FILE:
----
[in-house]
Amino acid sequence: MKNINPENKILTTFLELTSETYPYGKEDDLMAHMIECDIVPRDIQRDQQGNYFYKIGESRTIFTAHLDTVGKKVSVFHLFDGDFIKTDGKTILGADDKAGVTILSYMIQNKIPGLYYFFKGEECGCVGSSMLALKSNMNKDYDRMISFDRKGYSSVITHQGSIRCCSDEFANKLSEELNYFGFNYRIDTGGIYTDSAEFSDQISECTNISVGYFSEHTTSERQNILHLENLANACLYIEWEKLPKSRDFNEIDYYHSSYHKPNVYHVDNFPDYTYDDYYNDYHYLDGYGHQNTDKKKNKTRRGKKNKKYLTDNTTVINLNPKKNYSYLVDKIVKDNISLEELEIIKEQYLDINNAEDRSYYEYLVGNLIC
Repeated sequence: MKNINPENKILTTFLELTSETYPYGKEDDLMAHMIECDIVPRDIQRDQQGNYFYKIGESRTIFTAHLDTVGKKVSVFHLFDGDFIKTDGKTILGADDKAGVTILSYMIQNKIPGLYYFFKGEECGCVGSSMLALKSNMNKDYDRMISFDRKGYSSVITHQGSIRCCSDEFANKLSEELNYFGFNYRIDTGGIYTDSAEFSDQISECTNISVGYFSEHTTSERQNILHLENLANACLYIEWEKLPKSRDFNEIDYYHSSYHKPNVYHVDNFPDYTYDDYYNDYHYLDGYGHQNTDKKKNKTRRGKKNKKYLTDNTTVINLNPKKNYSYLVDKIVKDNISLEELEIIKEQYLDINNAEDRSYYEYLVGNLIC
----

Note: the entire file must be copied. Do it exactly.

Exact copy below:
[in-house]
Amino acid sequence: MKNINPENKILTTFLELTSETYPYGKEDDLMAHMIECDIVPRDIQRDQQGNYFYKIGESRTIFTAHLDTVGKKVSVFHLFDGDFIKTDGKTILGADDKAGVTILSYMIQNKIPGLYYFFKGEECGCVGSSMLALKSNMNKDYDRMISFDRKGYSSVITHQGSIRCCSDEFANKLSEELNYFGFNYRIDTGGIYTDSAEFSDQISECTNISVGYFSEHTTSERQNILHLENLANACLYIEWEKLPKSRDFNEIDYYHSSYHKPNVYHVDNFPDYTYDDYYNDYHYLDGYGHQNTDKKKNKTRRGKKNKKYLTDNTTVINLNPKKNYSYLVDKIVKDNISLEELEIIKEQYLDINNAEDRSYYEYLVGNLIC
Repeated sequence: MKNINPENKILTTFLELTSETYPYGKEDDLMAHMIECDIVPRDIQRDQQGNYFYKIGESRTIFTAHLDTVGKKVSVFHLFDGDFIKTDGKTILGADDKAGVTILSYMIQNKIPGLYYFFKGEECGCVGSSMLALKSNMNKDYDRMISFDRKGYSSVITHQGSIRCCSDEFANKLSEELNYFGFNYRIDTGGIYTDSAEFSDQISECTNISVGYFSEHTTSERQNILHLENLANACLYIEWEKLPKSRDFNEIDYYHSSYHKPNVYHVDNFPDYTYDDYYNDYHYLDGYGHQNTDKKKNKTRRGKKNKKYLTDNTTVINLNPKKNYSYLVDKIVKDNISLEELEIIKEQYLDINNAEDRSYYEYLVGNLIC